Date of Award

3-26-2020

Document Type

Thesis

Degree Name

Master of Science in Electrical Engineering

Department

Department of Electrical and Computer Engineering

First Advisor

Peter J. Collins, PhD

Abstract

This effort explored design of metasurface antennas and evaluated their suitability for ultra-wideband applications (2 to 18 GHz). Six unit cell types were characterized. Eigenmode simulations produced frequency vs. phase data for the unit cells, from which impedance vs. gap size data was computed. A holographic design equation was used to generate the metasurface antenna designs. The unit cell simulations revealed that the assumption of single mode operation is a constraint for wideband designs. An 8" by 8" metasurface antenna with a Rogers 3010 dielectric and a design frequency of 10 GHz was fabricated and tested. It had a 1.5:1 SWR bandwidth of 8.06 GHz (6.47 to 14.53 GHz) and a 2:1 SWR bandwidth of 12.09 GHz (5.91 to 18 GHz). The main beam was 30° wide and had a peak gain of 1.8 dBi. The center of the main beam was ΘL = 0° (+Z direction), which resulted in weaker gain as this is the endfire direction from the driven element. Despite that challenge, this antenna demonstrated that metasurface antennas show promise for ultra-wideband applications when high gain is not a requirement.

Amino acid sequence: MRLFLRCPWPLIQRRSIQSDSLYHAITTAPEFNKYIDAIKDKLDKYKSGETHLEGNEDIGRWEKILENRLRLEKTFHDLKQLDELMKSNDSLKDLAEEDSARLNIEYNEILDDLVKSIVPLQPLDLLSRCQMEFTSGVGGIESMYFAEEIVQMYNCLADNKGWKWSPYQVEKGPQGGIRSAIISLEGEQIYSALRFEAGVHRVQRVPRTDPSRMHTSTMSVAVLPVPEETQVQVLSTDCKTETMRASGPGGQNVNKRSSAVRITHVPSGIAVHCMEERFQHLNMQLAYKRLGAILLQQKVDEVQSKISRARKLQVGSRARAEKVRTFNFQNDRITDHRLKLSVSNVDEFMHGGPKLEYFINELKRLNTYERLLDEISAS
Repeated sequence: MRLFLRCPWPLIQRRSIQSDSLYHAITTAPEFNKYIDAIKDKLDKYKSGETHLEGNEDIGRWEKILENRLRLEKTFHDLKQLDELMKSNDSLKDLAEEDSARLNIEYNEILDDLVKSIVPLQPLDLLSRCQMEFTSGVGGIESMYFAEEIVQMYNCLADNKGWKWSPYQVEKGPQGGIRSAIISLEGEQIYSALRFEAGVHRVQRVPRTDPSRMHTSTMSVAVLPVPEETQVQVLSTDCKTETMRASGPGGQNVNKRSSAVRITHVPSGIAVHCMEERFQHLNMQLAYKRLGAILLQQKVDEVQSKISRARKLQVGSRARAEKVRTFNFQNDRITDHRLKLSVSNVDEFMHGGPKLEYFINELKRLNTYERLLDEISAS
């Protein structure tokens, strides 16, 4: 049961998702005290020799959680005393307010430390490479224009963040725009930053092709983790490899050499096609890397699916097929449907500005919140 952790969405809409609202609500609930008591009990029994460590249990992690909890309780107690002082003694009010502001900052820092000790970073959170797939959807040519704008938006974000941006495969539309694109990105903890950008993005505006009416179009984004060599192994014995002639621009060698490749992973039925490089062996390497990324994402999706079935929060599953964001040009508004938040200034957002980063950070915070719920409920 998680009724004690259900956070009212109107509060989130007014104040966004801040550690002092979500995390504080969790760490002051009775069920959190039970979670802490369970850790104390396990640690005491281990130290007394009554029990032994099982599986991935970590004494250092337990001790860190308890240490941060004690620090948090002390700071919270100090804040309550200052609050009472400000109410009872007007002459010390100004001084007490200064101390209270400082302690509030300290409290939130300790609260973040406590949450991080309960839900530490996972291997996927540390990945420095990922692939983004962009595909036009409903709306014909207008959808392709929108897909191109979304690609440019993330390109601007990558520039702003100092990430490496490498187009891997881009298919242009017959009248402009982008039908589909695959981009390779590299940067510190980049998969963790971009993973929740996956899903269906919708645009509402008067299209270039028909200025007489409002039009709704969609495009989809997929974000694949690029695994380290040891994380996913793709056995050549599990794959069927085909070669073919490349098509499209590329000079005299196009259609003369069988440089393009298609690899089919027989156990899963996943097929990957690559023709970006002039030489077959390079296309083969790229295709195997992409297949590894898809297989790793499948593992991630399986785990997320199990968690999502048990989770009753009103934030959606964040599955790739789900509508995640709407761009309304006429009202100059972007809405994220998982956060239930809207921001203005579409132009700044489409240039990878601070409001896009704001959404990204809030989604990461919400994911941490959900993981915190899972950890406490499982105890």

AFIT Designator

AFIT-ENG-MS-20-M-036

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